The smarter, and more likely move that the Walker administration will take is to try to “compromise” on the bill, offering to the Democrats and Union Leaders a more watered down version of the same crap.
If the workers stay out in the streets, and continue to occupy the capital, Walker will eventually come to terms with the fact that he has to compromise in order to quiet the crowds. The problem is that Walker, in an effort to keep as much of his bill as possible, will look to compromise with Democrats, and not with the workers themselves (who undoubtedly have much more at stake than the politicians).
The Democrats, in turn, will lean on their lackeys in the union leadership to begin helping to reign the crowds in.
The rank and file of Wisconsin, if it is interested in stopping this bill, has to ignore the calls that may soon come from their union leaders should the Democrats reach a “compromise” with Walker. The union bureaucracies of every country have always, when push came to shove, been fundamentally on the side of the employers – on the side of the state. Although they may support the basic rights of their members, and may even at times support their militancy, the union leadership has an interest fundamentally at odds with the rank and file.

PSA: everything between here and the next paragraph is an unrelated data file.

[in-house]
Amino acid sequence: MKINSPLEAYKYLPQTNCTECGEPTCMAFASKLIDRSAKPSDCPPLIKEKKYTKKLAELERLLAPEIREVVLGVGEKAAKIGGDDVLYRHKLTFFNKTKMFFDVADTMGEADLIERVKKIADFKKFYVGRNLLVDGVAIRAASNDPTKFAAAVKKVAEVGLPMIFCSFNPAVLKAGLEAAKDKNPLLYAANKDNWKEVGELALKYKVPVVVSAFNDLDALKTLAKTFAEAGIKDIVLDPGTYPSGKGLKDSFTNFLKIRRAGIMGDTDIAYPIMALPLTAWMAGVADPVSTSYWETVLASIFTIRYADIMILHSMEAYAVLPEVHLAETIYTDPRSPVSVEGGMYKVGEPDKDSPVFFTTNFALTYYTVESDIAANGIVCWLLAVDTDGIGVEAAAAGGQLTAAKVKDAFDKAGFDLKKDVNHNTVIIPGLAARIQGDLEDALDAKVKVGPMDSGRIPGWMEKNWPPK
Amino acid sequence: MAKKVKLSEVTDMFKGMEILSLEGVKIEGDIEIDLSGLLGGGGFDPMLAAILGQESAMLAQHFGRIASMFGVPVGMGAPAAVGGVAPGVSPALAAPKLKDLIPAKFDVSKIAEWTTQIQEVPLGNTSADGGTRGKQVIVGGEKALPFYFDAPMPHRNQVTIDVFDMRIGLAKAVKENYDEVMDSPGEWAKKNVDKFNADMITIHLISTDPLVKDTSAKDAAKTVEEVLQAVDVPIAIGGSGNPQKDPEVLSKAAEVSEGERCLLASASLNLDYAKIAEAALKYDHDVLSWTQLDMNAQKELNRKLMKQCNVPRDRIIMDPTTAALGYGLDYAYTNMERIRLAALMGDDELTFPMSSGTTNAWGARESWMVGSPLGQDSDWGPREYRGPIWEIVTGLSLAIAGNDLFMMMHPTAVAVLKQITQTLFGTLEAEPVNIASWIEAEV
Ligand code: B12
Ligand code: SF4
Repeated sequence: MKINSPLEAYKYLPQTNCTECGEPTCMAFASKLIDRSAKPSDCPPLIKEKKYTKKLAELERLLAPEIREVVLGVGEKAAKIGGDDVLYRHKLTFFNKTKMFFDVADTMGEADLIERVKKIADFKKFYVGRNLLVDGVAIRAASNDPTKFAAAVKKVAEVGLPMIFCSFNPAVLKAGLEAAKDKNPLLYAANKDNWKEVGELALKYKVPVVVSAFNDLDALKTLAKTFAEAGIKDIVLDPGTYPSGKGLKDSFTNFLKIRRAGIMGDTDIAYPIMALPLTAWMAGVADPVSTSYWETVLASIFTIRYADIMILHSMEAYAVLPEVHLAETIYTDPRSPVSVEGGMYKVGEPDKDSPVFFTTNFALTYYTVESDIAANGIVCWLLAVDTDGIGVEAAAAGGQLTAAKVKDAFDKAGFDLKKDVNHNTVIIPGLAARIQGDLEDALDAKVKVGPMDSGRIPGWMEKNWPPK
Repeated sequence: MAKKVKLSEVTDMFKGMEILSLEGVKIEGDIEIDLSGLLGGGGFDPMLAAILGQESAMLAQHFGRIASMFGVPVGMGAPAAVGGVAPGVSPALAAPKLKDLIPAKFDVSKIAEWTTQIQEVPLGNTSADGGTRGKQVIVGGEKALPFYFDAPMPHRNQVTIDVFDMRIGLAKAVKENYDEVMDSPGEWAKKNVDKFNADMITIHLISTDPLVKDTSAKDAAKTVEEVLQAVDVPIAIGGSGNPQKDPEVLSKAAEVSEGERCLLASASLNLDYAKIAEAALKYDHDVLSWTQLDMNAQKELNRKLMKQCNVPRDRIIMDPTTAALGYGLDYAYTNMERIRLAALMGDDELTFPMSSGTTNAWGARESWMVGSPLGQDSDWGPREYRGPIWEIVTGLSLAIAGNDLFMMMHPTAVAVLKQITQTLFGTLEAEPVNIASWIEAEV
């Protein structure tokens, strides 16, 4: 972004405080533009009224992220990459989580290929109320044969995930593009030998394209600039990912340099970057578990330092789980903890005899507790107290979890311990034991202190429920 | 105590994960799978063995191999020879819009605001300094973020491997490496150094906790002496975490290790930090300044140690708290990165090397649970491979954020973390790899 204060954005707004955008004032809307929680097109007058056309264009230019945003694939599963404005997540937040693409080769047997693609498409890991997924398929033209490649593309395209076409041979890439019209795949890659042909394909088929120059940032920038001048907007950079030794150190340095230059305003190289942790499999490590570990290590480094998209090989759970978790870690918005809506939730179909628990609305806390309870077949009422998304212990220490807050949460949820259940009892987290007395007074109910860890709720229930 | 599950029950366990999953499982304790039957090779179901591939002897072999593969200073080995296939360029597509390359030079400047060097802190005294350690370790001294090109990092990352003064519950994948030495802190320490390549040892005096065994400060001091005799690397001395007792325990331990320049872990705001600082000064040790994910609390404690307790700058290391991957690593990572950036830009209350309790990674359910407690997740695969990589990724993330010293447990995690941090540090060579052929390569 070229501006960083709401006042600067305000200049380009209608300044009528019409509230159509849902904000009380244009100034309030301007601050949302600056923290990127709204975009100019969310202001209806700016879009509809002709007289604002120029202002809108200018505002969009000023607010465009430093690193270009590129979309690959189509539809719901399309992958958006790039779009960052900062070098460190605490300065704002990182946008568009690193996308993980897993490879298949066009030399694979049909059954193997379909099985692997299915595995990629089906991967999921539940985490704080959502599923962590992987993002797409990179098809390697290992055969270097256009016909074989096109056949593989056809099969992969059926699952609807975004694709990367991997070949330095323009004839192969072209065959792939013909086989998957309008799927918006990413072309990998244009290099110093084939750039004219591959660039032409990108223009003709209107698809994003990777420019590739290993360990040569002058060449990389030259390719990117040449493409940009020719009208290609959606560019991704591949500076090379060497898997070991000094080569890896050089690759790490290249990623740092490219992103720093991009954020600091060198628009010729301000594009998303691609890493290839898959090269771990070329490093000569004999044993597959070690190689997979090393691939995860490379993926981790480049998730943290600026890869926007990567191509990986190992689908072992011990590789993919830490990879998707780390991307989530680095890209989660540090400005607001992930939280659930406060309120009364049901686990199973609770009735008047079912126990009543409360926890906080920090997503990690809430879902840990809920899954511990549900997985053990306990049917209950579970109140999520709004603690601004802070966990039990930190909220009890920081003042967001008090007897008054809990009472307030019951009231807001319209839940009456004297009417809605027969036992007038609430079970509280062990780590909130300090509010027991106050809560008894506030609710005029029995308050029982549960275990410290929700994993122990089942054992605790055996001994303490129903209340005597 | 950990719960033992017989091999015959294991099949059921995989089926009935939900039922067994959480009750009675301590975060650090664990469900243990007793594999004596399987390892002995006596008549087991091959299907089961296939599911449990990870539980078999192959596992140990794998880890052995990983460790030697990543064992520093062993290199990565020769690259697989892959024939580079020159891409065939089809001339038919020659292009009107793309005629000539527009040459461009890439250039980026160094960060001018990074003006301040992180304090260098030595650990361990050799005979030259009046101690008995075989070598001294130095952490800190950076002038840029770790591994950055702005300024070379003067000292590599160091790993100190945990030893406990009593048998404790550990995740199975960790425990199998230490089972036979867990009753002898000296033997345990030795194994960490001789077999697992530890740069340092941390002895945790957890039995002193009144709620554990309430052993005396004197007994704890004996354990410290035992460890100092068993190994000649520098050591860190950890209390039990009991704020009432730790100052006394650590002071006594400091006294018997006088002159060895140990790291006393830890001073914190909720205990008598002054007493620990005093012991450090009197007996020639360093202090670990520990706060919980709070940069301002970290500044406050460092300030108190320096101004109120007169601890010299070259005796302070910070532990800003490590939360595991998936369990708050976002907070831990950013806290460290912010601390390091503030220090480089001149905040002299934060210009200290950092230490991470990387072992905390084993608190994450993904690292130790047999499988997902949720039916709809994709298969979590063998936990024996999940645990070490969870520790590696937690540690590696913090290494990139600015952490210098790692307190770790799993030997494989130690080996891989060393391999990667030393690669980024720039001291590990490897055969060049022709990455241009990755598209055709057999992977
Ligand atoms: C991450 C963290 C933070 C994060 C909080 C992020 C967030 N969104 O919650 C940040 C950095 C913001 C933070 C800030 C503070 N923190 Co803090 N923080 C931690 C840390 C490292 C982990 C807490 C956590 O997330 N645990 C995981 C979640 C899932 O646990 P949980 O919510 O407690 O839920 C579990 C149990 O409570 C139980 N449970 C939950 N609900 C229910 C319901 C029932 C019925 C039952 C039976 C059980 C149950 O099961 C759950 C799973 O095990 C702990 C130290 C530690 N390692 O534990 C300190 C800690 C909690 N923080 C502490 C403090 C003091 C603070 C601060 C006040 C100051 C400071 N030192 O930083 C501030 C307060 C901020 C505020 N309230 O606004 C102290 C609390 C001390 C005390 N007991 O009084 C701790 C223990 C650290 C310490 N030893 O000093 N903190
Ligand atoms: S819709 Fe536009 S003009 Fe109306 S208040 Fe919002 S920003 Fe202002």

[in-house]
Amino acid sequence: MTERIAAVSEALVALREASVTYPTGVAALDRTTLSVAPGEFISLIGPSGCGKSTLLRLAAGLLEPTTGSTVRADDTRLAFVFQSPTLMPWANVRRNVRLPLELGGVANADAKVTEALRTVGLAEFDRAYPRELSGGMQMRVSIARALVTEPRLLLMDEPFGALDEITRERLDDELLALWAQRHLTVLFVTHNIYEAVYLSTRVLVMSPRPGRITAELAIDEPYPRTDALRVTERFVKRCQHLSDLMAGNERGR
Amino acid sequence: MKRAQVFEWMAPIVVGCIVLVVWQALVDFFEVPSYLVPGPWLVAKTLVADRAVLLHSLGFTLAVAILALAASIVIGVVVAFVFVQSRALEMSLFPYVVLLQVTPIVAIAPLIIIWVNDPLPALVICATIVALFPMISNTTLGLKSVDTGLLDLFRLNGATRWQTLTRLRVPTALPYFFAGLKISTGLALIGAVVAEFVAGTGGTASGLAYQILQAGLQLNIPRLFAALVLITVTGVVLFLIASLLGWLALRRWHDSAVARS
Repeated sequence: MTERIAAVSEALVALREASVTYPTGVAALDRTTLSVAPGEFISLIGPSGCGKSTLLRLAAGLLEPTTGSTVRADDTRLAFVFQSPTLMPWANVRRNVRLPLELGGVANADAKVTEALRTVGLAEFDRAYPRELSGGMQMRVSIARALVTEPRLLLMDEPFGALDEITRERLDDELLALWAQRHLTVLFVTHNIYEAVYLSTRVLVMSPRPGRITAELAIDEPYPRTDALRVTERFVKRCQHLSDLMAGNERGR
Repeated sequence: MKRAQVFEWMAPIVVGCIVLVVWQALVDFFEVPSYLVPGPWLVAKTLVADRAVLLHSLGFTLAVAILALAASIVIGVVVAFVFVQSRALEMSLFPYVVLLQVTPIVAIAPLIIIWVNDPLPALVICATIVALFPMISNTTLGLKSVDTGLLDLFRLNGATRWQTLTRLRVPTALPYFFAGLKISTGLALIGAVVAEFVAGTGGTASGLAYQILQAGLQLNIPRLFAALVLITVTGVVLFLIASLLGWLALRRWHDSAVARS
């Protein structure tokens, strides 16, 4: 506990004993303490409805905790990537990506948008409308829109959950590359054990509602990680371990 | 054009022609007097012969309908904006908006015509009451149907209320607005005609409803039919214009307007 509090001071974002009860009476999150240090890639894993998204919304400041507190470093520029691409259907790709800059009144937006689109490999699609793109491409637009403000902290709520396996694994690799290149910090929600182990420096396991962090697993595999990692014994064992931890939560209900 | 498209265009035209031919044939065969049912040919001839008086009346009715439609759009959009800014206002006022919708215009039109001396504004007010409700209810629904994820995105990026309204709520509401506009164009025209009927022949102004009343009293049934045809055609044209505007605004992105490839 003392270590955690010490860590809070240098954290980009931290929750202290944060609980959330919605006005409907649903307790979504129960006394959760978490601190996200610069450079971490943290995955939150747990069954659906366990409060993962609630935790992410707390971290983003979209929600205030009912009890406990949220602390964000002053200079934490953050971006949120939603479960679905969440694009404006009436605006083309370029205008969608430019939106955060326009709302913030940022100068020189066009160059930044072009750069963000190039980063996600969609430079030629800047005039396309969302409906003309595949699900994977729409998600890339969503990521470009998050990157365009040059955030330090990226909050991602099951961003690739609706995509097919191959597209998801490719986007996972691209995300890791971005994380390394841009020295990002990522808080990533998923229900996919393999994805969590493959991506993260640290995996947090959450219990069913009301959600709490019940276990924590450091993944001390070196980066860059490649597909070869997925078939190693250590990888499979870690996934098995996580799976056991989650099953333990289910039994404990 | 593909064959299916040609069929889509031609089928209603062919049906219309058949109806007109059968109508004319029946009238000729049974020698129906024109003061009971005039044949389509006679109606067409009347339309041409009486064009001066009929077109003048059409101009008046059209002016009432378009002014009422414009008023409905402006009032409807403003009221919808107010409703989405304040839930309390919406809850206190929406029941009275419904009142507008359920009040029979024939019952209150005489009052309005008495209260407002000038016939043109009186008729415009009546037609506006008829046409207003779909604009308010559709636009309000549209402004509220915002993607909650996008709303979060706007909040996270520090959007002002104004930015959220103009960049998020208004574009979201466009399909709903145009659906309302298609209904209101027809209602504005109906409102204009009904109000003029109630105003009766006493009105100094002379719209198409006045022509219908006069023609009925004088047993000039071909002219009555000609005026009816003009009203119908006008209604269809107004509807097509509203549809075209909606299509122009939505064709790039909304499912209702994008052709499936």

The union leadership, in the end, is interested in dues collection. The union leadership is interested in “seats at the table” with the Democratic Party, and the union leadership is interested in maintaining its position as “union leaders.” They will, at all costs, defend this holy trinity of modern business unionism, if necessary against their own members.
The creative and brave initiative of the Wisconsin rank and file, in fact, have put some of these interests at risk. Union leaders are at this moment scrambling to regain control over their workers, who without being instructed, led one of the most brash wildcat strikes in recent memory. They are concerned the workers may realize that not only are they capable of acting independently of their union presidents, but that their independent action is twice as effective!
The single most important thing to do now is to keep that independent spirit alive amongst the workers of Madison.
To do this, and to bring more workers on board with the Teachers, workers must devote all of their energy to building for the general strike in Wisconsin, which the South Central Federation of Labor (representing 45,000 workers from 97 different unions) has recently announced it endorses. The prospects are superb, with an outpouring of solidarity the likes of which this country has not seen for years.
In using this spirit of mutual support and understanding to build a general strike, workers in Wisconsin can definitively show that our greatest power, and our greatest virtue, is our ability to withdraw our labor power from society, and in so doing, pound the forces of reaction into submission.
Perhaps Joe Hill, the famed “troubadour of the IWW,” said it best, when he observed that: